A group of us got together for an informal MotherTalkers meet-up in San Francisco. Here is a pic!

My husband will be on Meet the Press tomorrow morning to discuss healthcare reform. I believe it airs 9 a.m. ET.  

Sorry for the monstrous column today, but it will be on short hiatus. I will be out of the country for almost two weeks and will resume Weekly Parenting News Roundup on Saturday, January 9, 2010. Happy new year everybody and I wish you safe travels!

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Update on Michelle Rhee and Teacher Union Negotiations

Over the last several months, D.C. Chancellor Michelle Rhee and the Washington Teachers’ Union have been hammering out details on how to help the district get rid of ineffective teachers but also compensate teachers fairly. WTU President George Parker puts the chances of reaching a deal at “50-50.”

That is after Rhee has reportedly dropped provisions like giving teachers the opportunity to earn as much as $130,000 a year in exchange for tenure. From the Washington Post:

Gone also, city and union sources say, is Rhee’s attempt to weaken tenure provisions as they are currently written, which grant teachers with at least two years’ experience due-process rights in the event they are fired.

The nearly two-year negotiations are widely viewed as a potentially precedent-setting showdown between an aggressive new generation of urban education leaders, led by Rhee, and the American Federation of Teachers, WTU’s politically potent parent organization. Although the major players decline to disclose details, they agree that their bargaining has reached the endgame….

The pay package under discussion calls for a 20 percent increase over five years, including 3 percent retroactively for each year teachers have worked without a contract since it expired in September 2007. Under the terms being discussed, teachers with good records would be eligible to earn extra money under a pay-for-performance program that would begin in 2010.

Tenure protections are likely to remain in place despite Rhee’s outspoken criticism of the provisions as a major obstacle to reform. As recently as July 5, she told an audience at the Aspen Ideas Festival: “Right now, the culture within education and within the teaching ranks is once you have tenure, you have a job for life. I believe that mind-set has to be completely flipped on its head and that we have to move out of the idea that a teaching job is a right. . . . And unless you can show you are doing positive things for kids, you cannot have the privilege of teaching.”

But Rhee is close to securing other new powers that would allow her to eventually remove ineffective teachers from classrooms. The proposal, first reported by teacher and WTU trustee Candi Peterson in her “Washington Teacher” blog, would allow the District to remove teachers from schools — because of closure, consolidation, declining enrollment, budget cuts or takeover by an outside organization — with minimal regard for seniority. Under current rules, teachers with the least amount of service are “excessed” first.

Under the proposal, teachers would be cut according to a formula that gives greatest weight to the previous year’s performance evaluation, “unique skills and qualifications” and other contributions to the school community. Length of service would be weighted the least.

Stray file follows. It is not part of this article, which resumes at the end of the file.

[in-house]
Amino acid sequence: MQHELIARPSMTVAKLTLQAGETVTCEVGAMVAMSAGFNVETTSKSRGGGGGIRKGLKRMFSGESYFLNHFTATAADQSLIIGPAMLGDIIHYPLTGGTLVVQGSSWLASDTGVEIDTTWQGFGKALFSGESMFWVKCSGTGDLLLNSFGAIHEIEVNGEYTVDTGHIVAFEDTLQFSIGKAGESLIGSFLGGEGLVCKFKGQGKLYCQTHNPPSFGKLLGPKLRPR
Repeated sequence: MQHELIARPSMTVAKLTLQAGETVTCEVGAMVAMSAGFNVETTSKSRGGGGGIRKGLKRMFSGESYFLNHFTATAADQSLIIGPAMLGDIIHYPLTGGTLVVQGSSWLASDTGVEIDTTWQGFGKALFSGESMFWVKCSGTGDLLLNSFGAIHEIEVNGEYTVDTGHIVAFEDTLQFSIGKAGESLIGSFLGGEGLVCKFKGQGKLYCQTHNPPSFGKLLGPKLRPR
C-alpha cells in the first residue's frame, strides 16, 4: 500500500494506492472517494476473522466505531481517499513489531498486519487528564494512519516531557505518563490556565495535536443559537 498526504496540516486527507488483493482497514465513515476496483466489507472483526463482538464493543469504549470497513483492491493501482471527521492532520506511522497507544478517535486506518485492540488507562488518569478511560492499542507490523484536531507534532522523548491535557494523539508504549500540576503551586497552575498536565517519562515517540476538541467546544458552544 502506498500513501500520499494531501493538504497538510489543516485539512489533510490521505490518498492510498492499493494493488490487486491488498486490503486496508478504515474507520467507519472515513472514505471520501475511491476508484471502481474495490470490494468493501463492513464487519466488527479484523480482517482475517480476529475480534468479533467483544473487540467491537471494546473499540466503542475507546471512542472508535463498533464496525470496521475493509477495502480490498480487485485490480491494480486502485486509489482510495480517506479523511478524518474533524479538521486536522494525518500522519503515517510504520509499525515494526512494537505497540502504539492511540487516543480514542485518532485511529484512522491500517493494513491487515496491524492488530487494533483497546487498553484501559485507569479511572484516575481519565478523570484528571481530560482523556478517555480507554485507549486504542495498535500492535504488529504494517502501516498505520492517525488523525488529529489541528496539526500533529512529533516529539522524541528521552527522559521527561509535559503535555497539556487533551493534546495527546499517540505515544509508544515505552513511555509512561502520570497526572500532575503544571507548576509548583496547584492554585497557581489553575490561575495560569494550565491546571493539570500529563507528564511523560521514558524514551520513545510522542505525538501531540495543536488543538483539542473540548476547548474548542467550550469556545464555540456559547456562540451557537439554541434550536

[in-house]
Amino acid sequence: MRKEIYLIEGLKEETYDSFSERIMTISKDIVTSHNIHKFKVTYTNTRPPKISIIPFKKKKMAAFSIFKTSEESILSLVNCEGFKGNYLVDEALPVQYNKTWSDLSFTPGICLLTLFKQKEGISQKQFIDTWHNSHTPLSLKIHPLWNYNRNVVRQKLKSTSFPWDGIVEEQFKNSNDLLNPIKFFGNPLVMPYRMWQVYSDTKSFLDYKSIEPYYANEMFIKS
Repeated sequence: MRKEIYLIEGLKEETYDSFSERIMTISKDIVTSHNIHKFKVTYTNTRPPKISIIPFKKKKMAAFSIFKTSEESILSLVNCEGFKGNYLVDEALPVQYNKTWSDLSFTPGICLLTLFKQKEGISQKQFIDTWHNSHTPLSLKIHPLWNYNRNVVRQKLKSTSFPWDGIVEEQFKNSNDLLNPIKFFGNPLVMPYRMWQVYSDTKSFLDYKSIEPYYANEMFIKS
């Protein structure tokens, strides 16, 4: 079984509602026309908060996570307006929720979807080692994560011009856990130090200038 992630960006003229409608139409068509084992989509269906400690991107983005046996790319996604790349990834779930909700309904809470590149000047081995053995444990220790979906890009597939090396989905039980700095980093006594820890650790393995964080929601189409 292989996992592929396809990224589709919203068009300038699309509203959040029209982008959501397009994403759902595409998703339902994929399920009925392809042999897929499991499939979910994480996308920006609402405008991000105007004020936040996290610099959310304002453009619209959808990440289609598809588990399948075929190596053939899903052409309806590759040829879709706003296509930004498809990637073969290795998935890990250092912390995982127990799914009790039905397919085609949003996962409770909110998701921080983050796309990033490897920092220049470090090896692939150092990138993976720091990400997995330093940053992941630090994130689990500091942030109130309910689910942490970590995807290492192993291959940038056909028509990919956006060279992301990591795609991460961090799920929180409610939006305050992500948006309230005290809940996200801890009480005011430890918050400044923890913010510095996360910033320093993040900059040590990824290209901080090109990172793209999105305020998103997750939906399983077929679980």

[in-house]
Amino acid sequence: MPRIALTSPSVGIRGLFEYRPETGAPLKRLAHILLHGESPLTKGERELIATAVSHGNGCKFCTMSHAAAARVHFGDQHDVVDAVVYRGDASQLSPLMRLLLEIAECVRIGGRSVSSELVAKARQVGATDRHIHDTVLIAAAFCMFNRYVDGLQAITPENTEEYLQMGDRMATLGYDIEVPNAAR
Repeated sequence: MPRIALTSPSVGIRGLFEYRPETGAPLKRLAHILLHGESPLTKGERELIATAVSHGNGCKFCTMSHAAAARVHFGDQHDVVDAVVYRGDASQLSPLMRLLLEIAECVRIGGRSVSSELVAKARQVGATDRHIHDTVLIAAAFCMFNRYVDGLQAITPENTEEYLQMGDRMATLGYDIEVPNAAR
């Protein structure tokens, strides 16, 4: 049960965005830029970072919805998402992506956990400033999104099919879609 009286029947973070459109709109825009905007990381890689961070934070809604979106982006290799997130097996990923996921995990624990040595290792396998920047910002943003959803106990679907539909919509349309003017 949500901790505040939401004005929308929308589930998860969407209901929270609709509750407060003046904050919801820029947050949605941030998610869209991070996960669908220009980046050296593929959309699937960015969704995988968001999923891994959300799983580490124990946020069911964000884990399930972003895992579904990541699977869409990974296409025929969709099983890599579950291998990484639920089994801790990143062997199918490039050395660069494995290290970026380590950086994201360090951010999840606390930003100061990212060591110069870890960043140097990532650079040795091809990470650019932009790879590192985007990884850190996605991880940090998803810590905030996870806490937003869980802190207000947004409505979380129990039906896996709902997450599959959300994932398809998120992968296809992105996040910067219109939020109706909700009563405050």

The proposed plan would also give principals more leeway in selecting teachers from a pool of cut staff as well as other provisions mentioned in the article.

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Cash-Strapped Schools To Boost Class Sizes

Facing budget shortfalls in a bad economy, many school districts across the country are thinking of upping class sizes, according to the Washington Post.

In Fairfax County, the region’s other premier public school system, bleak fiscal forecasts point to a potential increase of as many as 2 1/2 children a class next school year, a bump of more than 10 percent in elementary classrooms. That would come on top of a half-student per class increase in September. Larger classes are also being considered in Loudoun and Prince George’s counties….

School leaders nationwide are considering similar moves. Los Angeles officials are proposing to raise the limit on class size from kindergarten through third grade by five students, to 25 a class. Georgia Gov. Sonny Perdue (R) is urging state officials to give schools flexibility about class-size rules.

American Federation of Teachers President Randi Weingarten said last month that anxiety is rising among educators — “the fear that budget cutbacks will increase class sizes to unmanageable levels, put the brakes on initiatives that are improving their schools.”

Teachers are foregoing raises and districts are relying on other cost-saving measures, including shorter school days. Some districts are slightly increasing their class sizes to save programs like art and music.

Philosophically, smaller class sizes are better for students and teachers, according to research cited by the Washington Post.

Research has shown that the smallest class sizes, those hovering around 15 or 16 children, benefit students. For instance, researchers studying 15-student elementary classes in Wisconsin reported in a 2003 study that those students made greater academic gains than peers in bigger classes. Teachers were better able to tailor lessons to each student, and fewer discipline problems occurred.

Has your child’s school taken cost-saving measures? What impact, if any, has it had on your child?